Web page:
- High pressure sales tactics
- No website
- Refusal to give you a complete detailed written estimate or their contractor’s license number
- Request a current certificate of insurance from the contractor for workers’ compensation and general liability coverage
- Refusal to furnish these documents may indicate the contractor does not have the coverage required by law and you may be liable for hospital charges, medical claims and inability to work financial claims made by workers injured on your property
- Check recent jobs, customers and local references of the contractor
Once you have agreed on a price with a contractor, get it all in writing. An agreement should be written and explicit in every detail. It should include:
- Specifications - A detailed description of all the work to be performed. Pool coatings should be an average ½” thick. Low price is often a signal that corners are being cut to lower the price. Some only provide a skim coat of ¼” or less and proper preparation is often short cut. Short time warranties often are a signal of this.
- Finishes/Materials - A list of the materials to be used which defines textures, brands, colors, sizes, and models.
- Price - The total dollar amount of the contract, labor and material.
- Tax, Permit, Miscellaneous Costs - Are these included in the total job cost?
- Payment Schedule - Modest deposit with payments due as materials are ordered and based on the work progress.
- Caution - Be very cautious about a contractor who demands a large payment up front (50 percent or more) before work is started.
- Professional/Licensed Contractors - Are accustomed to modest good faith deposits, with payment schedules based on work progress, and final payment when the work is completed and the job site is given a final clean up.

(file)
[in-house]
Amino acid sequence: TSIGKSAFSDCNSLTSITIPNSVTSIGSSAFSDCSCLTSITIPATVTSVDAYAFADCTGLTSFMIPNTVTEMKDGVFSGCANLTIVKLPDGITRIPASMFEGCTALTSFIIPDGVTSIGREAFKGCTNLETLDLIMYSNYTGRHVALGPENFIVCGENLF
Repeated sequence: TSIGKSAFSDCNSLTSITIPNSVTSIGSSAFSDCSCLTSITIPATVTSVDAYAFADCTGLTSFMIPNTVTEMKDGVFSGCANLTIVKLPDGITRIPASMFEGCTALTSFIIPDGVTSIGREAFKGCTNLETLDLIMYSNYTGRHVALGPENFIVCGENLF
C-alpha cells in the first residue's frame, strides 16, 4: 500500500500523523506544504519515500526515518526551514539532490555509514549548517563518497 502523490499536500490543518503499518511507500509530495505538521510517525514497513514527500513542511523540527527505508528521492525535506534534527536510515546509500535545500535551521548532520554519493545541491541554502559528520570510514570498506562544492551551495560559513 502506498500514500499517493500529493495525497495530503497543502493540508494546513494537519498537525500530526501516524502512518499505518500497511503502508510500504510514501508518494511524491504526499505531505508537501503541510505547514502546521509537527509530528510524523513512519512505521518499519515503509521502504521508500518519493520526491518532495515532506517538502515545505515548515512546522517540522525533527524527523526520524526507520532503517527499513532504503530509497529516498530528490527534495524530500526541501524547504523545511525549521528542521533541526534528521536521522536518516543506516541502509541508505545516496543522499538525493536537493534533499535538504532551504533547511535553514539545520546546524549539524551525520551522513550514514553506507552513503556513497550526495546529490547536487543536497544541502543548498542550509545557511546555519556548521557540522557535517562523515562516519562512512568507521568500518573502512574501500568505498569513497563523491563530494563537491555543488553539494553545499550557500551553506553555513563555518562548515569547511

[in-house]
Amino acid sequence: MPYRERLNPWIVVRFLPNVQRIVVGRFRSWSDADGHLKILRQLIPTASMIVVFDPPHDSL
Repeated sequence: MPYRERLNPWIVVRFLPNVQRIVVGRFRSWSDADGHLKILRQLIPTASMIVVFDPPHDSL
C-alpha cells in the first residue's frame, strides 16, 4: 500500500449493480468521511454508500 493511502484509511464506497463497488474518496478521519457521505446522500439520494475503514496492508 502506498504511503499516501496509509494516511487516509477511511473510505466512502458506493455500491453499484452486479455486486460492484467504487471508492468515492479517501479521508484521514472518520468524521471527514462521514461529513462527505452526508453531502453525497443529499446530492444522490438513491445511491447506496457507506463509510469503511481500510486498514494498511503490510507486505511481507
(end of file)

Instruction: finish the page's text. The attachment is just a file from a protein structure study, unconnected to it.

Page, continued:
- Document - Write into the agreement any side promises made by the salesperson/contractor. Small things not included may not get done and cause you a lot of stress at the end of the job.
- County Permits - Never apply for a building permit for the contractor. The contractor that asks you to do so is hiding something. The contractor may not have the proper insurance or license.
- Permit Posting - When a building permit is required, it must be posted on the property before work begins.
- Notice of Commencement - Must also be posted on the property before the work begins. This is required only when a permit is required.
- Job Schedule - The planned start work and estimated completion dates should be included.
- Warranty - Does it include labor, parts, materials, and equipment and for what time period.
- Cleanup - This item is often neglected, but it should be considered especially if a good deal of debris will be generated. This service often costs $500 to $1,000 or more depending on the job.
Visit APSP.org for more information on pool renovations, and use the APSP’s member locator to find a professional in your area.